Posted in Personal Injury on February 17, 2021
Any time a person sustains an injury caused by the careless or negligent actions of another individual, business, or entity, they are likely entitled to various types of compensation. This can include coverage of their medical bills, lost income, out-of-pocket expenses, pain and suffering damages, and more. Most personal injury cases are settled by insurance carriers before a trial is necessary. However, when a trial is necessary, both sides will have to ask questions of the other side. In order for each side to get their questions answered by the opposition, they will usually send a list of questions, or interrogatories. Here, we want to discuss what interrogatories are, what types of questions are asked, and how the responses work.
Interrogatories come into play during the “discovery phase” of a personal injury. This is basically the evidence-gathering portion of the process where both sides are able to obtain the evidence the other has obtained. This gives both the plaintiff and the defendant a chance to review the evidence and weigh their best options moving forward. In some cases, the discovery process leads one side to accept a settlement or the other side to make a larger settlement offer in an effort to avoid going to trial.
Interrogatories help ensure that the case is fair for all parties involved. These questions help establish what facts are currently in dispute as well as what facts are not disputed at all.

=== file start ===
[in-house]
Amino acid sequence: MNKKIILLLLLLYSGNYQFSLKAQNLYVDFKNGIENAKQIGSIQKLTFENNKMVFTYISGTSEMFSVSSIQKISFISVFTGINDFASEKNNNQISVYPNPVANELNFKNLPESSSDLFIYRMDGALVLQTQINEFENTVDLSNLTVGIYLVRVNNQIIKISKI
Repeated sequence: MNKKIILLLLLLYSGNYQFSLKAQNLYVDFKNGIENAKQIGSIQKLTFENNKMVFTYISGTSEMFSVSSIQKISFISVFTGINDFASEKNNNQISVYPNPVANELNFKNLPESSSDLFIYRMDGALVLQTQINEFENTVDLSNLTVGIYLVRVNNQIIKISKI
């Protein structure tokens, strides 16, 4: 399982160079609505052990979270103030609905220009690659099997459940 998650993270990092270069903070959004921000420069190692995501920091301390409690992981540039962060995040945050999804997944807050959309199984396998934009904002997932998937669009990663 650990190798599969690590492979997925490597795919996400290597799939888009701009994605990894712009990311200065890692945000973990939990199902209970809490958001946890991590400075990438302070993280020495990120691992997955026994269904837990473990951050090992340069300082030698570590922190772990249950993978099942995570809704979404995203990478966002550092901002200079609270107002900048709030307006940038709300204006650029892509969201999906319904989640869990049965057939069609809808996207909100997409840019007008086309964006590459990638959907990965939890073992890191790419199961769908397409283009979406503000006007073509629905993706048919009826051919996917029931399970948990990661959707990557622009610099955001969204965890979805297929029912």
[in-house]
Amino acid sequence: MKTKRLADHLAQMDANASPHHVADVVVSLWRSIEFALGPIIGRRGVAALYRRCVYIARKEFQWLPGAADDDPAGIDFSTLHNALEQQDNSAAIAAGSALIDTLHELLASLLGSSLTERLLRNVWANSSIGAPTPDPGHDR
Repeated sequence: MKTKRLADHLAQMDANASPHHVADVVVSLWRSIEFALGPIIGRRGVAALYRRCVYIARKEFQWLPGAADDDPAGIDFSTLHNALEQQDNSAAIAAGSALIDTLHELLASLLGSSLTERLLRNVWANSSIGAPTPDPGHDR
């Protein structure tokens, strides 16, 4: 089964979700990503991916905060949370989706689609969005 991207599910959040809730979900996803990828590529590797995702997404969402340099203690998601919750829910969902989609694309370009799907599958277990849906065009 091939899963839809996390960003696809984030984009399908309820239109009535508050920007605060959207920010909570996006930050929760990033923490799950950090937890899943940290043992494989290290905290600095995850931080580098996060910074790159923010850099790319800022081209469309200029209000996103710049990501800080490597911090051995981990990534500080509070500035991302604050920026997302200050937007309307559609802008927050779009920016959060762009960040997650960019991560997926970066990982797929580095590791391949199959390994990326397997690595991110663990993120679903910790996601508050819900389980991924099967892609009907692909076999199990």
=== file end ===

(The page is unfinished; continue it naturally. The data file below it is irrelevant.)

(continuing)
Interrogatories are generally going to be open-ended questions that one side asks the other. These questions will be posed to the other side an effort to get them to describe the facts or claims they have made about the case. Interrogatories are designed so that the other side will give as much detail and description as possible about the incident and the injuries in question. Sometimes, interrogatories will not even use a question format. They may simply be a list of topics that the other side is to respond to.
Some common examples of interrogatories after an injury incident could include the following:
These are only three examples of what an interrogatory question may look like. In general, an interrogatory will require detailed and meticulous answers from the party being asked the question. Because of this level of detail, an interrogatory can seem intimidating. It is crucial for any injury victim to work with a skilled lawyer who can help them through this process. For a personal injury attorney, and interrogatories will be par for the course, something they deal with on a regular basis.
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